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Carolina Chocolate Drops' song "Country Girl," off their forthcoming album, Leaving Eden, has been named Song of the Day by NPR; an instant download of the track is included with album pre-orders. The band is currently touring the US. Listen to their recent appearance on WTJU in Charlottesville here. The Schenectady Daily Gazette, reviewing a recent show, says: "The Carolina Chocolate Drops are highly skilled musicians, but they’re also a lot of fun, with a gift for showmanship." The Independent Weekly in Durham concurs, saying the band has been "wowing audiences with their roots music chops and pure showmanship." Highlights from the band's recent set at Celtic Connections can be heard on BBC Radio 2.

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Carolina Chocolate Drops' new album, Leaving Eden, is due out on Nonesuch later this month, on February 28. The album track "Country Girl," which is included as an instant download with pre-orders of the album in the Nonesuch Store, has been named today's Song of the Day by NPR.

"Fiddler Rhiannon Giddens sings fulsome verses about the joys of living below the Mason-Dixon Line by mentioning the down-home cooking, idyllic settings and strong family bonds," explains NPR's John Murph. "Meanwhile, bandmates Dom Flemons and Hubby Jenkins ... spruce up the sonic palette of banjo, mandolin and cello [performed by Leyla McCalla] with Adam Matta's beat-boxing skills."

Read more and listen to the Song of the Day at npr.org.

To download the song today, head to the Nonesuch Store and reserve your copy of Leaving Eden, a limited number of which will be signed by the band.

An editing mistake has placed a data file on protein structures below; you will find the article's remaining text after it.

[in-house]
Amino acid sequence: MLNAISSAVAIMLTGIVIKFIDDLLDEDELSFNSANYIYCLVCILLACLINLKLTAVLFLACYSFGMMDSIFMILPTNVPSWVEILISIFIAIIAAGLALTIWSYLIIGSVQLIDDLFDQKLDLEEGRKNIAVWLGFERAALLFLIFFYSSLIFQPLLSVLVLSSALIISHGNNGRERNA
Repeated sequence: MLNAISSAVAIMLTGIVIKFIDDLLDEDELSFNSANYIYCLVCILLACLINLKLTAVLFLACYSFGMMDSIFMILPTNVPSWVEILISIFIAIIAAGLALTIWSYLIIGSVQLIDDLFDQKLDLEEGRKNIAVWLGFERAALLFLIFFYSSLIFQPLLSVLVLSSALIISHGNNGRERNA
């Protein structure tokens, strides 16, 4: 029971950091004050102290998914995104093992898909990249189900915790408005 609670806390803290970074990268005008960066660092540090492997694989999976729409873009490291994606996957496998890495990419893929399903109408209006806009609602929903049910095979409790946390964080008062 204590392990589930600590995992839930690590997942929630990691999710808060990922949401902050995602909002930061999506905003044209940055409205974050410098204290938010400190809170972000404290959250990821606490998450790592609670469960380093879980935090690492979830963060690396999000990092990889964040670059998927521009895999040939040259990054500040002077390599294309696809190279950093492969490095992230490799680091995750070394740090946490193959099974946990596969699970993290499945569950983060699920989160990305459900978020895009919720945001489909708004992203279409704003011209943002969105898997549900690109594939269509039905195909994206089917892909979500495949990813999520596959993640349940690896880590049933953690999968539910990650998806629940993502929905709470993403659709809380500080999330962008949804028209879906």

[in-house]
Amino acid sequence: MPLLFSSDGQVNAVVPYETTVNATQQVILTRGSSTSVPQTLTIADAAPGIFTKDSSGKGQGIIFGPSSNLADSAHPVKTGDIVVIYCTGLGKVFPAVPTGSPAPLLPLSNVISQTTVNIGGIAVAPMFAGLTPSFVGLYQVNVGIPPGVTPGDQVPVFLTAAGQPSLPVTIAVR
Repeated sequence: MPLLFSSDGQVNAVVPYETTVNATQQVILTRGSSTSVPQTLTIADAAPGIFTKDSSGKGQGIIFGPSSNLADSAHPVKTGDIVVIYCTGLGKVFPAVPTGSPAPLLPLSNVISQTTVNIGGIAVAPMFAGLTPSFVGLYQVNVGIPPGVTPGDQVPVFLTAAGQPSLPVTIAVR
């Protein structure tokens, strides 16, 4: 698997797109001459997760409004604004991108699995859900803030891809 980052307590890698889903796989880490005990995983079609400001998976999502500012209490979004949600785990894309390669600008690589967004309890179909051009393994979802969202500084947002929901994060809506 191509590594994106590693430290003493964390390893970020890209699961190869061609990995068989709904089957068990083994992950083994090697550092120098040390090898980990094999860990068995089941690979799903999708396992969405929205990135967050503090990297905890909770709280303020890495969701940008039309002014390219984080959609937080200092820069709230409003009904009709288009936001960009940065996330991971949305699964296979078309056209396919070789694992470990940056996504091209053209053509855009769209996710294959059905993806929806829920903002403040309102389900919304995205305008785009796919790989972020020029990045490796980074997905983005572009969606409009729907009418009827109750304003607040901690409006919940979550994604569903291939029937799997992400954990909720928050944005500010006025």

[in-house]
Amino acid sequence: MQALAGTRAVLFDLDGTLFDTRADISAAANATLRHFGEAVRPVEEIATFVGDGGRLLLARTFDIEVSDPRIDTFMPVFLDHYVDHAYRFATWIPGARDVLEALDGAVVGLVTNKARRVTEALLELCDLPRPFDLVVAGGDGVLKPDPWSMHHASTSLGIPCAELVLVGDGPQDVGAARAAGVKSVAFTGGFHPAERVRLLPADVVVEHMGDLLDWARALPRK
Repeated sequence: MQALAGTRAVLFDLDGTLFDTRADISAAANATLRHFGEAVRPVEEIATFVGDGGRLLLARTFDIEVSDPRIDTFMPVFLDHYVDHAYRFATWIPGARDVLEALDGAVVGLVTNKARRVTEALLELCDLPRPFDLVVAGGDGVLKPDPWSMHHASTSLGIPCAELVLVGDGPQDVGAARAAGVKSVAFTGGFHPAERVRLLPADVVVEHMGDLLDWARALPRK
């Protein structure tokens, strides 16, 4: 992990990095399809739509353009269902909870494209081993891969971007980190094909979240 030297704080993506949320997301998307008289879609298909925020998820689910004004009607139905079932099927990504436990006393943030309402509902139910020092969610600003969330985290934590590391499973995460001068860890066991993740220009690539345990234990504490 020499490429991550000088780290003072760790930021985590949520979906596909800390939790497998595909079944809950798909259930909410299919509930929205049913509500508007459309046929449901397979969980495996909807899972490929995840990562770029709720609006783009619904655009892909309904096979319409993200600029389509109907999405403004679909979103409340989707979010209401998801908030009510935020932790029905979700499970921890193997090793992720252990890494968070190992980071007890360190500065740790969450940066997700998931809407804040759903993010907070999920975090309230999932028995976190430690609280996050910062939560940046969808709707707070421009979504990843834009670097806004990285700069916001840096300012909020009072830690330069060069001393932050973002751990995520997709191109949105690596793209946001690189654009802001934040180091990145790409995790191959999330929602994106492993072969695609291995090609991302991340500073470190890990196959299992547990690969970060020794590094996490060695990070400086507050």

Last month, Carolina Chocolate Drops were in the UK, where they performed a set with label mates Punch Brothers in Glasgow for Celtic Connections. Highlights from the Chocolate Drops' set aired on BBC Radio 2 last night. You can hear the performance and listen to an interview with Radio 2's Ricky Ross at bbc.co.uk, where the band's set begins at 10:50 in.

The Chocolate Drops began their months-long tour of the US last week. While on the road, the band stopped by WTJU in Charlottesville, Virginia, to perform a few songs and talk with Walk Right In host Rebecca Foster about the new album before their concert at the Jefferson Theater. You can listen to the show here:

Last weekend, the band made a stop in Albany, New York, to perform at The Egg on Sunday. "The Carolina Chocolate Drops are highly skilled musicians, but they’re also a lot of fun, with a gift for showmanship," says the Schenectady Daily Gazette's Sara Foss in her review of Sunday's show. "The Carolina Chocolate Drops expertly played the bones, made excellent use of a minstrel-era banjo and also used harmonica, jug, mandolin, snare drum and their own two feet to recreate the sound of an old-time string band from North Carolina. It's no accident that the group won a Grammy for their 2010 album, Genuine Negro Jig.”

She concludes: "Sunday’s concert was one of the best shows I’ve seen in awhile, and I won't soon forget it."

Read the concert concert review at dailygazette.com.

The tour continues with a performance at the Georgia Theatre in Athens, Georgia, tonight, and a return to their home state tomorrow night to perform at the University of North Carolina at Chapel Hill. The show reunites the Chocolate Drops with New York–based gypsy punk band Luminescent Orchestrii, with whom they released a four-song EP last year.

Previewing tomorrow night's show, the Independent Weekly in Durham describes the recent addition of Jenkins to the Carolina Chocolate Drops line-up and the contribution of beatboxer Adam Matta as "a natural fit and creative boon. The energetic band has kept up a grueling tour schedule, wowing audiences with their roots music chops and pure showmanship."

The paper's Ashley Melzer, looking ahead to the release of Leaving Eden, writes of the album: "Produced by Buddy Miller, the record will smartly combine original compositions, traditional tunes and covers alike. Given the Chocolate Drops' catch-all creativity, fueled by fiddles, kazoos, drums, jugs and jigs, along with a continually adventurous spirit, there's little telling where they'll go tonight—or any other evening, for that matter."

Read more at indyweek.com.

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Carolina Chocolate Drops: "Leaving Eden" [cover]